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A few weeks ago, 2 weeks to be precise, as I don’t write very much anymore, I did something that I had never done before.

That was to sell positions in order to raise cash.

The positions that I sold, weren’t in my usual “covered option” portfolio. They were all uncovered index funds that I had held for quite a while and had some nice long-term profits on them, as they just went along for a long market ride.

2 weeks ago on a day that the DJIA went about 144 points higher, I sold 50% of those accumulated shares.

I did so because I saw nothing to warrant the belief that we were heading even higher, at least not for a basket of stocks kind of portfolio.

Individual names, maybe. A basket? Not so much.

But, I did so with the intention of going back in with the cash to buy once again, although not all at once if the S&P 500 had retraced a mere 3% or so.

In those 2 weeks, the portfolio that held those index funds outperformed the S&P 500 by 0.5%, partly because the S&P 500 fell about 0.1% in that time period.

Yesterday, on the heels of a 130 point gain in the DJIA, I sold the remaining 50% of those index fund shares.

That specific portfolio is now 100% cash, but I hope for not too long.

If and when that time comes, I will likely get back into index funds, but will probably do so the way I had done some 10 years ago. That would mean hedging the positions with call options or establishing the positions through the sale of put options.

Given how much cash I’m now sitting on, the likelihood is that if and when that time does come, I would probably go in sequentially with all of that cash, instead of committing it all at once. Almost like a self-directed dollar cost averaging plan.

Ultimately, the sales 2 weeks ago and again yesterday don’t change too much of what I continue to want to do, which is to generate income while at the same time attempting to outperform the S&P 500 by a modest 1% annually.

Obviously, you can’t do both of those things if you’re all in cash, so the rest of my portfolio is still heavily invested in positions that have the potential to generate some kind of income.

After about 5 years of documenting trades and having had about 1000 closed positions, I am left with a number of losers, much of which are related to energy and commodities.

What keeps me going is that I know those sectors will return, but the time to do so has already been prolonged.

The one thing good about those positions is that the underlying stocks do have some volatility at a time when just about nothing else does.

For that reason, I’ve gone back to making lots of DOH trades in 2017.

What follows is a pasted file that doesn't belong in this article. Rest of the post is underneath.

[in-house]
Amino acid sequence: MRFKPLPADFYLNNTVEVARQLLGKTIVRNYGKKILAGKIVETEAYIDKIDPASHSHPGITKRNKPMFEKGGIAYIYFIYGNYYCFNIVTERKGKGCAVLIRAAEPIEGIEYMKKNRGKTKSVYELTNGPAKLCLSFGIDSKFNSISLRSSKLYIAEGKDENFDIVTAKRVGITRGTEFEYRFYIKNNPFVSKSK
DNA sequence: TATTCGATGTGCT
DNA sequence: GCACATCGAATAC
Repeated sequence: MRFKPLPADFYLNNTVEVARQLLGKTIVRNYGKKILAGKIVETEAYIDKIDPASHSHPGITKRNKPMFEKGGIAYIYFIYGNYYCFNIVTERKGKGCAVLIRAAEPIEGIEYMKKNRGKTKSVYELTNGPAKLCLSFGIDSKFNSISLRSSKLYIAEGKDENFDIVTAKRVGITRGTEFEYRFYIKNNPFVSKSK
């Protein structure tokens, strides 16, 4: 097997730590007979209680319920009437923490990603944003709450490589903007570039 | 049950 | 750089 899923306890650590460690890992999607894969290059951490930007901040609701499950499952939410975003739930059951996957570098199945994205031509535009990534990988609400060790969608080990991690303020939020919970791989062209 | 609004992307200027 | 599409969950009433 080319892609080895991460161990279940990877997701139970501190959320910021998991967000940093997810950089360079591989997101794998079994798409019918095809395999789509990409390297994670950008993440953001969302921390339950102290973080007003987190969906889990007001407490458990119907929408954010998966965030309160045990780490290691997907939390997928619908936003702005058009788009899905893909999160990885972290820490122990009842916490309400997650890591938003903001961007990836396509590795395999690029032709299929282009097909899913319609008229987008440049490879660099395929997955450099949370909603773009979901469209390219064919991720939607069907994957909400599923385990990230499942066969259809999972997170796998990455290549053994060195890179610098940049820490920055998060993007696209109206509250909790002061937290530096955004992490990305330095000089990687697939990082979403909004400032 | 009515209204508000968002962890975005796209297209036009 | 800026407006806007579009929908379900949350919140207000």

While I have enjoyed squeezing something out of those losers, the technique of doing so is time-consuming and requires a lot of attention, lest the positions get taken away from you at a strike price that’s well below the purchase price.

However, for the first 6 months of  2017 my premiums on DOH trades alone have been about 3% of my total portfolio value and on the first day of the second half I made 4 DOH trades.

I usually make those with only a one week horizon, so that means that I’ll be hyper-focused on Friday and will be prepared to roll them over before then, if necessary, as well.

But that’s on Friday.

FOr today, it’s the Fourth of July and I’ll be hyper-focused on keeping Laszlo, our long-haired mini-dachshund pacified as the sounds of fireworks will be making him crazy tonight.

Otherwise, for those of you still out there, have a Happy and Safe Fourth of July.



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Copyright 2017 TheAcsMan
  • Mark Georg

    Good morning George, looking forward to catching up on your articles this weekend. Last winter I shifted a good portion of my portfolio into January 2018 options. It was fun to frontload all those premiums but it’s hard to just sit still and wait for next January to roll around. I haven’t been active with many DOH trades, just a few here and there. I do have more free time now that hockey’s not on every other day and the house remodeling is done so I may have to revisit doing some of those.

    • TheAcsMan

      There haven’t been too many articles to catch up with. I’ve really enjoyed the break, but as far as “jobs” go, it is pretty easy just having to pound a keyboard.

      Those DOH trades have kept me reasonably happy.

      I don’t have anything that dated longer than Sept 2017 at the moment, but I already have my spreadsheets telling me what positions to not immediately re-invest, if and when assigned, in order to add to the cash raise. The next big cash raise is most likely going to put 50% back into positions on which I expect to write LEAPS.

      Ideally, the would be with staggered expiration dates.

      The basic formula is to look for a strike price that would represent a fair ROI in a fair world. FOr me, that’s 7% per year as a baseline.

      So, if I’m looking at a 2 year LEAP, I would want a strike that’s about 15% above the purchase price. To that gets added accumulated dividends and the premium, with an expectation that if the position is deep in the money there is a chance of early expiration if the final dividend is relatively soon before the expiration date.

      At some point, I know that I am going back to buy and hold and I don’t mind if some of those positions may end up deep in the money as long as I meet the ROI objective or at the very least it’s better than the alternative index fund for the same time period.